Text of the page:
Tournament Of Champions recap
ESPNU 100 SF Devonta Pollard dominates as best player on the championship team
RALEIGH, N.C. -- Traditionally one of the nation's best spring traveling team events, the Tournament of Champions (TOC) field was derailed when the NCAA enforced a rule preventing AAU tournaments from playing on college campuses. As a result, the TOC field was trimmed down and many of the powerhouse teams that normally power this event passed.
However, the three-day tournament produced a worthy champion in the Southern Phenoms and was the platform for a series of high-level individual performances.
Devonta Pollard (DeKalb, Miss./Kemper County)
2012, SF, 6-foot-7, 200 pounds | Team: Southern Phenoms
It was Pollard's weekend as he not only was the most impressive, physical specimen at the tournament, he was also the best player on the championship team. Pollard's athleticism at both ends was on display. Much of his game is above the rim but to label him an "athlete" would be missing the boat. Pollard has feel, skill and a motor. We witnessed him stat stuff his way to the MVP of the tournament.
Tyler Lewis (Winston Salem, N.C./Forsyth Country)
2012, PG, 5-11, 160 pounds | Team: Team Loaded
College: NC State
In one of the spring's best games, the little wizard hung 47 points on Garner Road. Lewis is growing up before everyone's eyes. He's no longer the floppy-haired, vertically-challenged quintessential point guard. He punched his player's card a long time ago and he's a showstopper. Others have more upside, few own the guts and respect of his peers like Lewis commands.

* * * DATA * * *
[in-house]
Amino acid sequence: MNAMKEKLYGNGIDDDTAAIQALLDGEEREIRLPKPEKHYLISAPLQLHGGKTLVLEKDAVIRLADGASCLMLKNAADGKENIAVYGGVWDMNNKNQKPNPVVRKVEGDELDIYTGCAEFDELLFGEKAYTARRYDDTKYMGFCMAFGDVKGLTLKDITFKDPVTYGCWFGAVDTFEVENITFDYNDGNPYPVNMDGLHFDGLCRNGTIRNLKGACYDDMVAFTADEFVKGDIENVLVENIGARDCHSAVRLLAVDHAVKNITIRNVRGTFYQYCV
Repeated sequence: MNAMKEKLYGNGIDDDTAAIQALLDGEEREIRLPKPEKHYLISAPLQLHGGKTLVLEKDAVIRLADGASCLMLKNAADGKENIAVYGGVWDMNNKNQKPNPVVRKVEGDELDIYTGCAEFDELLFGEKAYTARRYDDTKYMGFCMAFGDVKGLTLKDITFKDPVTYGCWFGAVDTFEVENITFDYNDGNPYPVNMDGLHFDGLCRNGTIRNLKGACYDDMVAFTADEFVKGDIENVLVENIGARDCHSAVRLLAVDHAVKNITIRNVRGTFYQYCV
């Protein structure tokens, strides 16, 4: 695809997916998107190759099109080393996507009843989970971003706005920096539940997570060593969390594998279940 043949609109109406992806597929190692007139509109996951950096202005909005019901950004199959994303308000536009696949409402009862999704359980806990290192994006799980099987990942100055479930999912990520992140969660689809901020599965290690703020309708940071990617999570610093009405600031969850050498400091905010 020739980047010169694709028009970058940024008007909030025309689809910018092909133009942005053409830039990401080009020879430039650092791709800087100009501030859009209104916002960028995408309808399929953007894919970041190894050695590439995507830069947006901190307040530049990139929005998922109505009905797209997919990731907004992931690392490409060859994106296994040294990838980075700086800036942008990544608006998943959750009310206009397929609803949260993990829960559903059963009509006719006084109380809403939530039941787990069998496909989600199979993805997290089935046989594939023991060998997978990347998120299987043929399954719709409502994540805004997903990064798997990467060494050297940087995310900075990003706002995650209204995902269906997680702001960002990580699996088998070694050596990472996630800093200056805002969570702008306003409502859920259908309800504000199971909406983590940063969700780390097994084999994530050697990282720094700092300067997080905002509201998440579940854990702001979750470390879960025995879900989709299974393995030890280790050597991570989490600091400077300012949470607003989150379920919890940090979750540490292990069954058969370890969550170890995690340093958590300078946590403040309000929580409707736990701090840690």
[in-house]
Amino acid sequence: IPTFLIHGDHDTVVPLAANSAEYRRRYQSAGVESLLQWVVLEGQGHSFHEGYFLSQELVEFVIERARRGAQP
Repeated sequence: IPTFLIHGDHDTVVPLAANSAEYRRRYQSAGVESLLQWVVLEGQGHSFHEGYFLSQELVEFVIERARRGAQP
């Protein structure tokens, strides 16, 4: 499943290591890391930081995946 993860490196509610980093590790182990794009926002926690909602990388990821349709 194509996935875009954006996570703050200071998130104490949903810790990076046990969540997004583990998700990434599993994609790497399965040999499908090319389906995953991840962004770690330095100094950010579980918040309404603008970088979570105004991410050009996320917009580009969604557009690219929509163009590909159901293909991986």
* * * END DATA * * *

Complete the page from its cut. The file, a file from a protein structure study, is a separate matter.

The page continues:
T.J. Warren (Durham, N.C./Word of God)
2012, SF, 6-7, 215 pounds | Team: Garner Road 17s
Few have turned in the spring and summer Warren has. His top two scoring games here were 41 points and 39 (championship of "B" division). Scoring is one thing, but to do it with skill, in an economical fashion is another. Warren's strength allowed him to get good shots and his jump shot was dialed in. He put up big numbers without hogging the ball and within the flow of his team's offense.
Ryan Arcidiacono (Langhorne, Pa./Neshaminy)
2012, PG, 6-3, 185 pounds | Team: PA Playaz
Plagued by back problems this spring, the TOC was Arcidiacono's first event in a while. In a nutshell, Arcidiacono captains a good, not great AAU team, and enjoys every minute of it. He doesn't have elite finishers, yet he makes people around him better. Toughness isn't an issue and his jump shot is improving. With high-level talent around him, Arcidiacono will be a contender to lead the Big East in assists.
Josh Scott (Colorado Springs, Colo./Lewis-Palmer)
2012, C, 6-10, 215 pounds | Team: Colorado Chaos
There's nothing flashy about his game. He plays on the block and has good touch. He's the kind of guy who gets 20 and 10, while taking care of his responsibilities and helping his team win.
Marc-Eddy Norelia (Orlando, Fla./Olympia)
2012, PF, 6-5, 180 pounds | Team: Florida Elite
As long as he resists the urge to play at the highest level, Norelia has a chance to impact the elite mid-major level. The Haitian's been playing the game for two years, is exceptionally long and is in constant motion.